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Our researchers develop new test to assess drugs to tackle childhood brain tumours

Researcher Till Milde and his team from the Hopp Children’s Cancer Center Heidelberg (KiTZ) have developed a new test system.

The test measures the effectiveness of drugs against certain childhood brain tumours on cells in a culture dish.

The Hopp Children’s Cancer Center Heidelberg (KiTZ) is a joint institution of the German Cancer Research Center (DKFZ), University Hospital Heidelberg (UKHD) and the University of Heidelberg (Uni HD).

Pediatric low-grade gliomas (pLGGs) are the most common brain tumours affecting children. Their rate of growth is hard to predict where tumours often develop very slowly, but there are also fast-growing forms. In many cases, the patient’s quality of life is severely restricted.

A research group led by KiTZ researcher Till Milde, a pediatric oncologist at University Hospital Heidelberg who conducts research at the DKFZ, is looking for new substances that target specific molecular biological characteristics of pLGG.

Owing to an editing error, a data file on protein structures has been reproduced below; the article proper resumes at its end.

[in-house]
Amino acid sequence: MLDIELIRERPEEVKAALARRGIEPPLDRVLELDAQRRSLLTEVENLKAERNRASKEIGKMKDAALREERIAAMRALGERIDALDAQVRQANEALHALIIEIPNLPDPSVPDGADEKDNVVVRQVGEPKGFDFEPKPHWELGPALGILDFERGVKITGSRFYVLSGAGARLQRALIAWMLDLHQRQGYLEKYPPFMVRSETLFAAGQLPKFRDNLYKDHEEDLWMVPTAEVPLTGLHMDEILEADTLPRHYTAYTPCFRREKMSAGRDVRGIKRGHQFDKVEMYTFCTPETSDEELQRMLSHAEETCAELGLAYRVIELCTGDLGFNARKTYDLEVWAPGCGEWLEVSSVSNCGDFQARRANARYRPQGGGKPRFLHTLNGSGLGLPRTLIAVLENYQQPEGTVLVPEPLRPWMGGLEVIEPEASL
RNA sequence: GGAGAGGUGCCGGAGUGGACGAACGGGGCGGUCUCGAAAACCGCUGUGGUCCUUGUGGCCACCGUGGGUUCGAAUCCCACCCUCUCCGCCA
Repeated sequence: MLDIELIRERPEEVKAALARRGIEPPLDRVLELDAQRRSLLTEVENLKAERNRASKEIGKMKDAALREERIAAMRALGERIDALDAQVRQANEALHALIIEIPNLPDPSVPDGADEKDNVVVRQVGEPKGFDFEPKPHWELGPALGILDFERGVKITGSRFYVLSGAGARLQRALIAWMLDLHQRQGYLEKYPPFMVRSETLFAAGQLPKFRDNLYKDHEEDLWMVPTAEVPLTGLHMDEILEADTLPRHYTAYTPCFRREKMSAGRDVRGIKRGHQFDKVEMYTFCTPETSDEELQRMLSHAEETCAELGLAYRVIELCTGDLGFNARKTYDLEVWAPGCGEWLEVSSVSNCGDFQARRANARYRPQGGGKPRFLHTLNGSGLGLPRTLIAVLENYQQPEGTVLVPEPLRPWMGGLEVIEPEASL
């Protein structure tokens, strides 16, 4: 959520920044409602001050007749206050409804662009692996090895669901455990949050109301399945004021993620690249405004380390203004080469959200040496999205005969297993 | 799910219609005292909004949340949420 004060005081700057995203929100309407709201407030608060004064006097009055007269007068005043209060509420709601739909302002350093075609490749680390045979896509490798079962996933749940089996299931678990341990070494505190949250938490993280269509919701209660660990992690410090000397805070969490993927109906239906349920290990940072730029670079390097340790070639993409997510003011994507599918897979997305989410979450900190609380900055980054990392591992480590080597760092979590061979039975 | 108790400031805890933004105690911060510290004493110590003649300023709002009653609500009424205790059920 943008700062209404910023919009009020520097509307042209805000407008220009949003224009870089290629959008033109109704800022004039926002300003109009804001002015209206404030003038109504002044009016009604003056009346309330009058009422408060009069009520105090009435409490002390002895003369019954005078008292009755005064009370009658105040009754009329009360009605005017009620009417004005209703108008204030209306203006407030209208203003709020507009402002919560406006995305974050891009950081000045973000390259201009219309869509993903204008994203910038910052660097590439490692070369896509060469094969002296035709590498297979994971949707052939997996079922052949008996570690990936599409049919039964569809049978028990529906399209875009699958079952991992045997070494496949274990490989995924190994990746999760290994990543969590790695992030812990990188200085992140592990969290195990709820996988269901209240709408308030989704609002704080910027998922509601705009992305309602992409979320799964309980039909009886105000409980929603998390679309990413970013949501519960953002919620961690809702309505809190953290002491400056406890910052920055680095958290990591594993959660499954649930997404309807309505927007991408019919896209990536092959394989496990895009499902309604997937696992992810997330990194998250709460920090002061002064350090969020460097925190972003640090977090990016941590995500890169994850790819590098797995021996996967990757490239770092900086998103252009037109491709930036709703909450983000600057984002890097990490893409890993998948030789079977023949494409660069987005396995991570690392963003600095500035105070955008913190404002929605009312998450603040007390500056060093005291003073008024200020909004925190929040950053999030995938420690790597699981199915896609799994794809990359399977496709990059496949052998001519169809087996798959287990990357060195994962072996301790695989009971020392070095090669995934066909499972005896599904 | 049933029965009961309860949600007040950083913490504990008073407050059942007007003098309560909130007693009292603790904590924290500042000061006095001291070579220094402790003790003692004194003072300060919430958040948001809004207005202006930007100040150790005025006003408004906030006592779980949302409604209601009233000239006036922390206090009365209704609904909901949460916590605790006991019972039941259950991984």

The researchers made use of genetic changes in the cancer cells that are known to cause over-activation of the MAPK signalling pathway to develop a new test system. The test can help with the search for new substances that are effective against this type of brain tumour.

Using the new procedure, which can test several thousand substances in parallel on pLGG cell cultures, the researchers were able to identify a group of promising candidate substances that inhibit the MAPK signalling pathway, thereby suppressing the growth of the cancer cells in the Petri dish.

The researchers also discovered that certain substances used in combination have a synergistic effect on the tumour cells and are particularly effective at slowing down tumour growth.

The scientific results are currently being used by the KiTZ Clinical Trial Unit to prepare a phase I/II clinical trial under the leadership of KiTZ director Olaf Witt. The aim of the trial is to test the effectiveness of new drug combinations for the treatment of pLGGs.

This promising project is funded by The Brain Tumour Charity in the UK through the Everest Project

This project was recently published in Molecular Cancer Therapeutics

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